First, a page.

Myanmar's shadow govt adopts USDT

Despite the country's ban on cryptocurrencies in 2020, Myanmar's National Unity Government (NUG) will employ Tether (USDT) as a dollar intermediary for domestic transactions.

· 2 min read
Myanmar's shadow govt adopts USDT

What is Tether?

Tether, like bitcoin, is a cryptocurrency. It is the world's third-largest digital coin in terms of market capitalization. However, it is not the same as bitcoin or other virtual currencies. Tether is a kind of cryptocurrency known as a stablecoin. This is a type of digital currency that is linked to physical assets. Tether was developed with the purpose of being linked to the US dollar. While the value of other cryptocurrencies fluctuates, the price of the tether is usually equal to $1. This isn't always the truth, and fluctuations in the value of tether have previously alarmed investors.


Why does Myanmar’s shadow government use Tether as an official currency?

Myanmar, a troubled Southeast Asian country, has had a turbulent political history. Cryptocurrencies are now helping to shape the country's political future. Tether has been acknowledged as an official currency by Myanmar's National Unity Government, which is governed by supporters of ousted and jailed leader Aung San Suu Kyi. It's vital to remember that the NUG is a shadow government that has no authority over land or power in Myanmar. As a result, NUG's acceptance of Tether differs from Myanmar's adoption of the cryptocurrency as legal tender.

After the country's first multi-party election in decades in 2015, Suu Kyi, the daughter of independence hero General Aung San, became the country's de facto leader. The military, on the other hand, continued to wield significant power in a variety of fields. Suu Kyi's National League for Democracy scored a resounding victory in Myanmar's second election in 2020. The military, which backed the opposition, claimed that the election was rigged, but the country's election body dismissed the charges. So Myanmar's military staged a coup, took power, and imposed a one-year period of emergency. Suu Kyi is being held in an undisclosed location and is accused of breaking the country's official secrets legislation, holding illegal walkie-talkies, and releasing information that could create fear or panic. Many members of the NLD have been placed under house arrest since the coup.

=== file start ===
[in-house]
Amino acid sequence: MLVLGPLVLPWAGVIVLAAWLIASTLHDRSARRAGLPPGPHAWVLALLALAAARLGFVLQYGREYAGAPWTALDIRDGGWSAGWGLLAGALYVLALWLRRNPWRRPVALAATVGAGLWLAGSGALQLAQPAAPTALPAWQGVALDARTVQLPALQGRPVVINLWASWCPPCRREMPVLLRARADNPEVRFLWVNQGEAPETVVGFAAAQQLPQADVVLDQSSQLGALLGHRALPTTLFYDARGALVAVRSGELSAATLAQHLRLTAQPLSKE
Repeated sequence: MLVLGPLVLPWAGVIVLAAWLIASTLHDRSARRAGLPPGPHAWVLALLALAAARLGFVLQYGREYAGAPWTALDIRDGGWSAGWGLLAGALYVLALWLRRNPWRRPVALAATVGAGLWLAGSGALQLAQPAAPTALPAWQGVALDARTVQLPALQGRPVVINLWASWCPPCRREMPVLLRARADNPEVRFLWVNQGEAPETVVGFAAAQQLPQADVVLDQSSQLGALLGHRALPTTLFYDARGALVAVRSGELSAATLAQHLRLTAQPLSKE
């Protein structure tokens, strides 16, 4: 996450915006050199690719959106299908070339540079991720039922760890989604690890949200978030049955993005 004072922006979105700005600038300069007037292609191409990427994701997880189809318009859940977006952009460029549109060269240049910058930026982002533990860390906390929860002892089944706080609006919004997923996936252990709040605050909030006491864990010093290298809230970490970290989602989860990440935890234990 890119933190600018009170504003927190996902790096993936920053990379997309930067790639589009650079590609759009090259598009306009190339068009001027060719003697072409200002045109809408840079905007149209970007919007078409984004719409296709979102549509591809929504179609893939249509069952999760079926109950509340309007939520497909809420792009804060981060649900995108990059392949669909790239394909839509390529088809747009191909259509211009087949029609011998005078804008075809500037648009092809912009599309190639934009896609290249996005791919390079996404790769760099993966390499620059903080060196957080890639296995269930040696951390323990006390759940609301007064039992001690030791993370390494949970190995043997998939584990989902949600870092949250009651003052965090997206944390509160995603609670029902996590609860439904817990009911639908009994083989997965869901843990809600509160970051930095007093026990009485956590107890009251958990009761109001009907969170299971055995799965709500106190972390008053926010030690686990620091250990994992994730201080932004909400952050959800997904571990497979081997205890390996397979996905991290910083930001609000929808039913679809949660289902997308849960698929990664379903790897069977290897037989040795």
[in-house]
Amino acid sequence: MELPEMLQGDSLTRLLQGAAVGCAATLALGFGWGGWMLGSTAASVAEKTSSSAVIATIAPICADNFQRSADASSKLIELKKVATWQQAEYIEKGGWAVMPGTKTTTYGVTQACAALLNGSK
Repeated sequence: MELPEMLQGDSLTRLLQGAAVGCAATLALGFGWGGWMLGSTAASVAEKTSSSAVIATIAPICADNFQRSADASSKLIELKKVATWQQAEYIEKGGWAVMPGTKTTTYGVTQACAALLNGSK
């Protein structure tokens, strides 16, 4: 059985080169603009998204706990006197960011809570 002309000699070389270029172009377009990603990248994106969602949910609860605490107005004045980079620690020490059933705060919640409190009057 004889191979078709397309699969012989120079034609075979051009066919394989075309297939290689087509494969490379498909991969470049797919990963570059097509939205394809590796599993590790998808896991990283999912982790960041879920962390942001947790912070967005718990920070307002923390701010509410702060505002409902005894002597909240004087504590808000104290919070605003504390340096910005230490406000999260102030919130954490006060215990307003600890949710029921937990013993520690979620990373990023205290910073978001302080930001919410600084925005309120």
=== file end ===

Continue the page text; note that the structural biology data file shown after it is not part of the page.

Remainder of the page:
The coup has sparked widespread condemnation and protests, with hundreds of people slain. The National Union of Myanmar (NUG), which is affiliated with Suu Kyi, declared war on the military junta in September. The NUG is attempting to gather $1 billion to support this fight, which the junta claims are in violation of anti-terrorism legislation, and has begun to accept Tether as part of its fundraising efforts. The NUG has been attempting to raise funds by selling "Spring Revolution Special Treasury Bonds," which are intended to be used as a direct lending tool. The bonds raised $9.5 million in the first 24 hours of sale, but there is no information on how much has been raised since then. Accepting Tether is also a direct violation of military policy. In May of last year, the government and its central bank, the Bank of Myanmar, declared cryptocurrencies illegal. As a result, Tether, the world's most valuable stablecoin by market capitalization, has become a vehicle for Myanmar's shadow government to resist military control.

Furthermore, Tether, like all cryptocurrencies, is unblockable by governments, and the peer-to-peer transfer structure provides more privacy than fiat currency. As a result, tracing and stopping Tether transfers to NUG would be impossible for the junta, letting the revolution prosper.